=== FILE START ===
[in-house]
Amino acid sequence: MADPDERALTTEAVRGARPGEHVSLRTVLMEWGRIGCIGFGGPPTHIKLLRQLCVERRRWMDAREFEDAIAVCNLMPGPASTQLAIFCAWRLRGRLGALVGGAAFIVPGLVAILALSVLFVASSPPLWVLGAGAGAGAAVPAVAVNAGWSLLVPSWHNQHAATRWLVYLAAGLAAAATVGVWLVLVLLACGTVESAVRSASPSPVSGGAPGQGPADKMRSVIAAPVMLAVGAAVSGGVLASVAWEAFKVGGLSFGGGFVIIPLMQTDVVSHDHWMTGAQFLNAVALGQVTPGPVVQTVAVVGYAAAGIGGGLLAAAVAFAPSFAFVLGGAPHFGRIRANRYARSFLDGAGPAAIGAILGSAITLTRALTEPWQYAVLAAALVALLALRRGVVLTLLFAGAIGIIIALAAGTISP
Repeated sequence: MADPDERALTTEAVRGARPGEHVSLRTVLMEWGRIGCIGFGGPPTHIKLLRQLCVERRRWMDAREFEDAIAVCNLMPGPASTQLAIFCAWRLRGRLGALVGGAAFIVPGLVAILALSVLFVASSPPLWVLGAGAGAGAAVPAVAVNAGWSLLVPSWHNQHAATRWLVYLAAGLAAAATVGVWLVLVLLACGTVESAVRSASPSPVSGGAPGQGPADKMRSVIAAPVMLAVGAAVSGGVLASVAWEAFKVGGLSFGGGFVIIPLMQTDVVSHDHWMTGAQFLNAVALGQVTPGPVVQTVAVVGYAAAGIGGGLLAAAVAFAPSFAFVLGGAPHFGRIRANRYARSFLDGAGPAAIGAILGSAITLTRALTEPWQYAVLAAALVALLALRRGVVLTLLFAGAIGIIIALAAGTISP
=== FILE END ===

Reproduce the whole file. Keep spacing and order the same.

[in-house]
Amino acid sequence: MADPDERALTTEAVRGARPGEHVSLRTVLMEWGRIGCIGFGGPPTHIKLLRQLCVERRRWMDAREFEDAIAVCNLMPGPASTQLAIFCAWRLRGRLGALVGGAAFIVPGLVAILALSVLFVASSPPLWVLGAGAGAGAAVPAVAVNAGWSLLVPSWHNQHAATRWLVYLAAGLAAAATVGVWLVLVLLACGTVESAVRSASPSPVSGGAPGQGPADKMRSVIAAPVMLAVGAAVSGGVLASVAWEAFKVGGLSFGGGFVIIPLMQTDVVSHDHWMTGAQFLNAVALGQVTPGPVVQTVAVVGYAAAGIGGGLLAAAVAFAPSFAFVLGGAPHFGRIRANRYARSFLDGAGPAAIGAILGSAITLTRALTEPWQYAVLAAALVALLALRRGVVLTLLFAGAIGIIIALAAGTISP
Repeated sequence: MADPDERALTTEAVRGARPGEHVSLRTVLMEWGRIGCIGFGGPPTHIKLLRQLCVERRRWMDAREFEDAIAVCNLMPGPASTQLAIFCAWRLRGRLGALVGGAAFIVPGLVAILALSVLFVASSPPLWVLGAGAGAGAAVPAVAVNAGWSLLVPSWHNQHAATRWLVYLAAGLAAAATVGVWLVLVLLACGTVESAVRSASPSPVSGGAPGQGPADKMRSVIAAPVMLAVGAAVSGGVLASVAWEAFKVGGLSFGGGFVIIPLMQTDVVSHDHWMTGAQFLNAVALGQVTPGPVVQTVAVVGYAAAGIGGGLLAAAVAFAPSFAFVLGGAPHFGRIRANRYARSFLDGAGPAAIGAILGSAITLTRALTEPWQYAVLAAALVALLALRRGVVLTLLFAGAIGIIIALAAGTISP